If you’re in the healthcare industry, resiliency is part of your daily life. You see physical and emotional resilience in the eyes of the patients you serve and the healthcare providers you work with. This resiliency helps them persevere in the face of adversity.
But there is a type of resiliency most businesses (especially those in healthcare) often neglect: Cyber resiliency.
[This article is part of our Guide to Cybersecurity]
The threat of cyber attacks on healthcare companies
Why is cyber resilience important for healthcare organizations?
Before we answer that question, it’s important to emphasize the severity of cyber attacks. Hackers constantly target healthcare companies. In the first half of 2023 we saw healthcare companies experiencing a 60% year-over-year increase in cyberattacks.
The cost of data breaches on healthcare organizations
Hackers commonly use data breach attacks on healthcare companies. When a data breach occurs, one of two things normally happen:
- Your IT infrastructure shuts down.
A data breach can introduce malicious software (malware) or viruses that prevent your IT infrastructure from functioning.
Your IT infrastructure comprises your organization’s software, hardware, systems, and networking components. It also allows you to provide your customers with resources, such as patient portals and health-related information. Keeping infrastructure running is critical.
- You lose sensitive data (such as healthcare data)
A data breach can result in the theft of sensitive data from your partners, employees, or those you serve. If this happens, you risk the trust of everyone who associates with your organization. And if that happens, you risk your company’s future.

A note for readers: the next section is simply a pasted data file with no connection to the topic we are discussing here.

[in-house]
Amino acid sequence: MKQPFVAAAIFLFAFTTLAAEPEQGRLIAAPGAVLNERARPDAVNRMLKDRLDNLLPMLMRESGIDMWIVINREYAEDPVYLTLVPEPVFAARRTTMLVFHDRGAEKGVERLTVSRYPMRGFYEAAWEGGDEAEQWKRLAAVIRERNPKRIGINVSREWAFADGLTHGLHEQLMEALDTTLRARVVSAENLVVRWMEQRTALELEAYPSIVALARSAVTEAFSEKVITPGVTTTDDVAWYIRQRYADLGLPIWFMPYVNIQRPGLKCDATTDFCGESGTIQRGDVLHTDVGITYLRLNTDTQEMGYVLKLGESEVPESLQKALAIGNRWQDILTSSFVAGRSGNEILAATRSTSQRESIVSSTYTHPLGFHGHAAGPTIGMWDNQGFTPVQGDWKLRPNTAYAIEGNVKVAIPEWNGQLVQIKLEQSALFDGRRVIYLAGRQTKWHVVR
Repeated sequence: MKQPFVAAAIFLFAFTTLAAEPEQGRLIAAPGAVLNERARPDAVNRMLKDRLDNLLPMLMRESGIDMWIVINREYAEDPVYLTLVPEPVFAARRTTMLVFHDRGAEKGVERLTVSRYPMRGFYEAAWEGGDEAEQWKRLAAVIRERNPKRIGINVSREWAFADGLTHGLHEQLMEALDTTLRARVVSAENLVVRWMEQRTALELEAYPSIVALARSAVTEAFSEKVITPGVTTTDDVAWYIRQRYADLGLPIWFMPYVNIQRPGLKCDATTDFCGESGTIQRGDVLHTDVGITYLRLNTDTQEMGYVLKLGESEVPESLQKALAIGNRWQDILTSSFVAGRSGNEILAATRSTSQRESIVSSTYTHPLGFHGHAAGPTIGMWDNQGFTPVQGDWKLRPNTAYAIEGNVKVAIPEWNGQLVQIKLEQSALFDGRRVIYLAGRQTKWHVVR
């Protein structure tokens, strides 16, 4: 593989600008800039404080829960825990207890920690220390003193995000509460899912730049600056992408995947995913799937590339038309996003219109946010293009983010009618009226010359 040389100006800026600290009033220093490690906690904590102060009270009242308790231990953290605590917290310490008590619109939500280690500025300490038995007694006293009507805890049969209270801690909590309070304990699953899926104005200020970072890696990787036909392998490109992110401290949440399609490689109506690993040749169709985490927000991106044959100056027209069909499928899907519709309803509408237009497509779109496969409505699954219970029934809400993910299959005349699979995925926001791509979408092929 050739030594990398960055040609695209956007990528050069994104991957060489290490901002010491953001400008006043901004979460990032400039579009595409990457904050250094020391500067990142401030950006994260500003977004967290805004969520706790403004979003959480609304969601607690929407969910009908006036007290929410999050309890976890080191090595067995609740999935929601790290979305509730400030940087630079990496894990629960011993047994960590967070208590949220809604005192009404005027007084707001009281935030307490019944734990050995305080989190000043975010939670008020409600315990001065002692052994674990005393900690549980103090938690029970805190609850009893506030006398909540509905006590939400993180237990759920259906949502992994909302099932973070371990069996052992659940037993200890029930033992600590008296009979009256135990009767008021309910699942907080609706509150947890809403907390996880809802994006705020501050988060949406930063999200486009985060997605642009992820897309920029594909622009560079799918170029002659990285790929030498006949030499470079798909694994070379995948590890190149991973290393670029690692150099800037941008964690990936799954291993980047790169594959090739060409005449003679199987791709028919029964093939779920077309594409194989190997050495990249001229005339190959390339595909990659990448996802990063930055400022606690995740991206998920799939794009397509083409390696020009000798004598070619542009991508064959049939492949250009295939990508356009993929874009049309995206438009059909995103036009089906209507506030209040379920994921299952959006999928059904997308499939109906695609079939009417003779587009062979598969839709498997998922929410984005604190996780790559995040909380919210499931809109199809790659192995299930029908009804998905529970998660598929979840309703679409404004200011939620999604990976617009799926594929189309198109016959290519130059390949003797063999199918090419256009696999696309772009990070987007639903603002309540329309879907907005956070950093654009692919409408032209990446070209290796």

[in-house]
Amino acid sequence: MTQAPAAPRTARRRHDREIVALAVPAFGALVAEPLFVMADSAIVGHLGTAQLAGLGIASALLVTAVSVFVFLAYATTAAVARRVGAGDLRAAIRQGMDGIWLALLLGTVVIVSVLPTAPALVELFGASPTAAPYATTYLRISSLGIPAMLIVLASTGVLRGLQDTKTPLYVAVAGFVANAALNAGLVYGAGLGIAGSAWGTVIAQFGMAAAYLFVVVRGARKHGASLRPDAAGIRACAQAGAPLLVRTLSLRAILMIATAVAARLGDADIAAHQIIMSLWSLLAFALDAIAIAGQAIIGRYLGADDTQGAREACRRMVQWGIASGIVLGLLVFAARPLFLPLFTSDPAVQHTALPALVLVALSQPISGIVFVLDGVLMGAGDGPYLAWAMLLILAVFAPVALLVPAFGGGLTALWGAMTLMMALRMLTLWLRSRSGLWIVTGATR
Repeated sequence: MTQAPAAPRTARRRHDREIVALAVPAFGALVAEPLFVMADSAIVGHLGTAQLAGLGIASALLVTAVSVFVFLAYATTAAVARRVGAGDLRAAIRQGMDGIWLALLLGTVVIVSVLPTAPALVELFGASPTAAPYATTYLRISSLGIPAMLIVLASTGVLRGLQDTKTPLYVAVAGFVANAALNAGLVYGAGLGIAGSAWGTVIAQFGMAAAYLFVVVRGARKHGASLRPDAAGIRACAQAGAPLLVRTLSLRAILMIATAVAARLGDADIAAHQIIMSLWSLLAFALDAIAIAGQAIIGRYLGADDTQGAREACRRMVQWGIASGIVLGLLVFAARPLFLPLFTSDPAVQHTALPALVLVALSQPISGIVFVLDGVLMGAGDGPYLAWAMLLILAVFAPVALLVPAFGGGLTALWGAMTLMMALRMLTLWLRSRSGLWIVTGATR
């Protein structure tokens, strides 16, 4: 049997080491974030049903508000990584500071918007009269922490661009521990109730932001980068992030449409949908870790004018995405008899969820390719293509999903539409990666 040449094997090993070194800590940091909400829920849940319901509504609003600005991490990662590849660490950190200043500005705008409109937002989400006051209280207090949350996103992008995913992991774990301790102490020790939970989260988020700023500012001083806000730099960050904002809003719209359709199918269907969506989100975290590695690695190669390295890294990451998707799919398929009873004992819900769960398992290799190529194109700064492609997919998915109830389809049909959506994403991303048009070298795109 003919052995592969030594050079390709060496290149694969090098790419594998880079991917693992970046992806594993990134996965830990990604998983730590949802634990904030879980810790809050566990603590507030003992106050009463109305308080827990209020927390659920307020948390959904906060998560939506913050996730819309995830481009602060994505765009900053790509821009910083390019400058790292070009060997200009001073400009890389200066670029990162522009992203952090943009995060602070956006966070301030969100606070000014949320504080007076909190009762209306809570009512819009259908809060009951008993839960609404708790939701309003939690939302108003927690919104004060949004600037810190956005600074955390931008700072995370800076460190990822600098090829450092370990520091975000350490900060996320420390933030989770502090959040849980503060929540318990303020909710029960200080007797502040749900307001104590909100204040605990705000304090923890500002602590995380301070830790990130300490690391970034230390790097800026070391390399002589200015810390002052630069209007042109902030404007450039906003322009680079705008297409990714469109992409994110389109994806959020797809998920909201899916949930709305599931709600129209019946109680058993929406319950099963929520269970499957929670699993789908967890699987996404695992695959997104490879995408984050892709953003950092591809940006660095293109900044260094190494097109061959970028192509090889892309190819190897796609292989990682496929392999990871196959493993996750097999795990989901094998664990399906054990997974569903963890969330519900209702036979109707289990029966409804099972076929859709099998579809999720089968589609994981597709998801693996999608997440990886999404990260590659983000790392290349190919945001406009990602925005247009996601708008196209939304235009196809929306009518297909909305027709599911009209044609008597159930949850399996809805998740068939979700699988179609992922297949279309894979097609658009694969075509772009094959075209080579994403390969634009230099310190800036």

Data breaches can have other damaging consequences, but the bottom line is this: Data breaches can be costly.
Data breach stats
Data breach attacks on healthcare companies are rising. They impacted 31 million people during the last six months of 2022. In the first half of 2023, the number shot up to 40 million people impacted by data breaches in healthcare companies.
Each breach impacted an average of 131,000 people.
From January to October 2023, the numbers rose even faster. 100 million people were impacted by healthcare data breaches in those 10 months.
The threat of data breaches
There is tremendous value in the healthcare data your company holds. You know it, and unfortunately, hackers know it too. Data breaches threaten to expose and exploit sensitive data.
Don’t put your data at risk by having a lack of cyber resilience.
So, what is cyber resilience?
It’s important that your organization has a high level of cyber resilience. When you do, your IT infrastructure experiences little to no downtime during and after a cyber attack.
If a cyber attack brings down your IT infrastructure, anyone you work with or serve feels its impact.
It’s vital this doesn’t happen.
Cyber resilience vs. traditional cybersecurity
Perhaps your organization is already using traditional cybersecurity methods. If so, you should still be aware of cyber resilience.